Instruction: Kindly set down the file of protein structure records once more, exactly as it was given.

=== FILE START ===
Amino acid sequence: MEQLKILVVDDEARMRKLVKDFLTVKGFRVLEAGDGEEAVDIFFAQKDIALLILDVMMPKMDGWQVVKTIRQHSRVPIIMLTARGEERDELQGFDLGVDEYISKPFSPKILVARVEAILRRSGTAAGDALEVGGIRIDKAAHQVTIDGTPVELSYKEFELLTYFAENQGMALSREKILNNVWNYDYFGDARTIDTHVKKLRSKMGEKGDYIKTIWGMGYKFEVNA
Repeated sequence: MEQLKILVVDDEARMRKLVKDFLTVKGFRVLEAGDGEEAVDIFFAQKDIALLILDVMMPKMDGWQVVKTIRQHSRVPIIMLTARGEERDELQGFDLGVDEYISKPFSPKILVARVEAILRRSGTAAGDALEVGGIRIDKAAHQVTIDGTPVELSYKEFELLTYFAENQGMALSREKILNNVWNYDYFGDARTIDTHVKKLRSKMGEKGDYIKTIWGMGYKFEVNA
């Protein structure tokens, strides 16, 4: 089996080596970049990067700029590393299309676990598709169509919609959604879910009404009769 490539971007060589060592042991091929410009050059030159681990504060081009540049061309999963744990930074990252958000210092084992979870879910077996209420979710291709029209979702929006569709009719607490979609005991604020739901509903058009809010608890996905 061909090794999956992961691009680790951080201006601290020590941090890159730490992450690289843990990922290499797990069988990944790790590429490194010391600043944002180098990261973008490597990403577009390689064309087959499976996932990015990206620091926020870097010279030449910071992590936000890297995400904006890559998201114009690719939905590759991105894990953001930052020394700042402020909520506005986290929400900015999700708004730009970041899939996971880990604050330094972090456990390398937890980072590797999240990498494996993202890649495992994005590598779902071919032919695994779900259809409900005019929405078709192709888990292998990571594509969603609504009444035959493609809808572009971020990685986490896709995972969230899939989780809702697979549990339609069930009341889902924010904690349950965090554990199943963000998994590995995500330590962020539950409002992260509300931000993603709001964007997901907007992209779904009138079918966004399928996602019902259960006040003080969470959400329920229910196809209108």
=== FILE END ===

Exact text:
Amino acid sequence: MEQLKILVVDDEARMRKLVKDFLTVKGFRVLEAGDGEEAVDIFFAQKDIALLILDVMMPKMDGWQVVKTIRQHSRVPIIMLTARGEERDELQGFDLGVDEYISKPFSPKILVARVEAILRRSGTAAGDALEVGGIRIDKAAHQVTIDGTPVELSYKEFELLTYFAENQGMALSREKILNNVWNYDYFGDARTIDTHVKKLRSKMGEKGDYIKTIWGMGYKFEVNA
Repeated sequence: MEQLKILVVDDEARMRKLVKDFLTVKGFRVLEAGDGEEAVDIFFAQKDIALLILDVMMPKMDGWQVVKTIRQHSRVPIIMLTARGEERDELQGFDLGVDEYISKPFSPKILVARVEAILRRSGTAAGDALEVGGIRIDKAAHQVTIDGTPVELSYKEFELLTYFAENQGMALSREKILNNVWNYDYFGDARTIDTHVKKLRSKMGEKGDYIKTIWGMGYKFEVNA
């Protein structure tokens, strides 16, 4: 089996080596970049990067700029590393299309676990598709169509919609959604879910009404009769 490539971007060589060592042991091929410009050059030159681990504060081009540049061309999963744990930074990252958000210092084992979870879910077996209420979710291709029209979702929006569709009719607490979609005991604020739901509903058009809010608890996905 061909090794999956992961691009680790951080201006601290020590941090890159730490992450690289843990990922290499797990069988990944790790590429490194010391600043944002180098990261973008490597990403577009390689064309087959499976996932990015990206620091926020870097010279030449910071992590936000890297995400904006890559998201114009690719939905590759991105894990953001930052020394700042402020909520506005986290929400900015999700708004730009970041899939996971880990604050330094972090456990390398937890980072590797999240990498494996993202890649495992994005590598779902071919032919695994779900259809409900005019929405078709192709888990292998990571594509969603609504009444035959493609809808572009971020990685986490896709995972969230899939989780809702697979549990339609069930009341889902924010904690349950965090554990199943963000998994590995995500330590962020539950409002992260509300931000993603709001964007997901907007992209779904009138079918966004399928996602019902259960006040003080969470959400329920229910196809209108």